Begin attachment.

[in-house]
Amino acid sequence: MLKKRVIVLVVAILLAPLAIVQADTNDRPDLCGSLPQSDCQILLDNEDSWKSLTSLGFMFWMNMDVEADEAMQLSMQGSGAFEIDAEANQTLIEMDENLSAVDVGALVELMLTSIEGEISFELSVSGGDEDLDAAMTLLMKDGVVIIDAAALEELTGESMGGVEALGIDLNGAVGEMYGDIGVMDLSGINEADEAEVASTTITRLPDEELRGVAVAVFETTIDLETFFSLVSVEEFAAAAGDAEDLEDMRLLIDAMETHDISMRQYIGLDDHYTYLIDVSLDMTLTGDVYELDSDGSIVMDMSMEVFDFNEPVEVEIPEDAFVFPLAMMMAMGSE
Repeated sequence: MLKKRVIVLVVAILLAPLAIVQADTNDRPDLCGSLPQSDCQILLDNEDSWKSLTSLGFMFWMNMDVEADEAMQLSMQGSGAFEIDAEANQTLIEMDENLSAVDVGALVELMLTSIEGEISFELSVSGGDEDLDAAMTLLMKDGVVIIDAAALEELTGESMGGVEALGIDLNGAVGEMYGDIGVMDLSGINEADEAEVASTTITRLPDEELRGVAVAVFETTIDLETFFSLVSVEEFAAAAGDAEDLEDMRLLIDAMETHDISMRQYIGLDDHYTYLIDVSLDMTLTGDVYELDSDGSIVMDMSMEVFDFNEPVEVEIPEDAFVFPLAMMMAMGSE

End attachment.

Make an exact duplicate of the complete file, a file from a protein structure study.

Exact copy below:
[in-house]
Amino acid sequence: MLKKRVIVLVVAILLAPLAIVQADTNDRPDLCGSLPQSDCQILLDNEDSWKSLTSLGFMFWMNMDVEADEAMQLSMQGSGAFEIDAEANQTLIEMDENLSAVDVGALVELMLTSIEGEISFELSVSGGDEDLDAAMTLLMKDGVVIIDAAALEELTGESMGGVEALGIDLNGAVGEMYGDIGVMDLSGINEADEAEVASTTITRLPDEELRGVAVAVFETTIDLETFFSLVSVEEFAAAAGDAEDLEDMRLLIDAMETHDISMRQYIGLDDHYTYLIDVSLDMTLTGDVYELDSDGSIVMDMSMEVFDFNEPVEVEIPEDAFVFPLAMMMAMGSE
Repeated sequence: MLKKRVIVLVVAILLAPLAIVQADTNDRPDLCGSLPQSDCQILLDNEDSWKSLTSLGFMFWMNMDVEADEAMQLSMQGSGAFEIDAEANQTLIEMDENLSAVDVGALVELMLTSIEGEISFELSVSGGDEDLDAAMTLLMKDGVVIIDAAALEELTGESMGGVEALGIDLNGAVGEMYGDIGVMDLSGINEADEAEVASTTITRLPDEELRGVAVAVFETTIDLETFFSLVSVEEFAAAAGDAEDLEDMRLLIDAMETHDISMRQYIGLDDHYTYLIDVSLDMTLTGDVYELDSDGSIVMDMSMEVFDFNEPVEVEIPEDAFVFPLAMMMAMGSE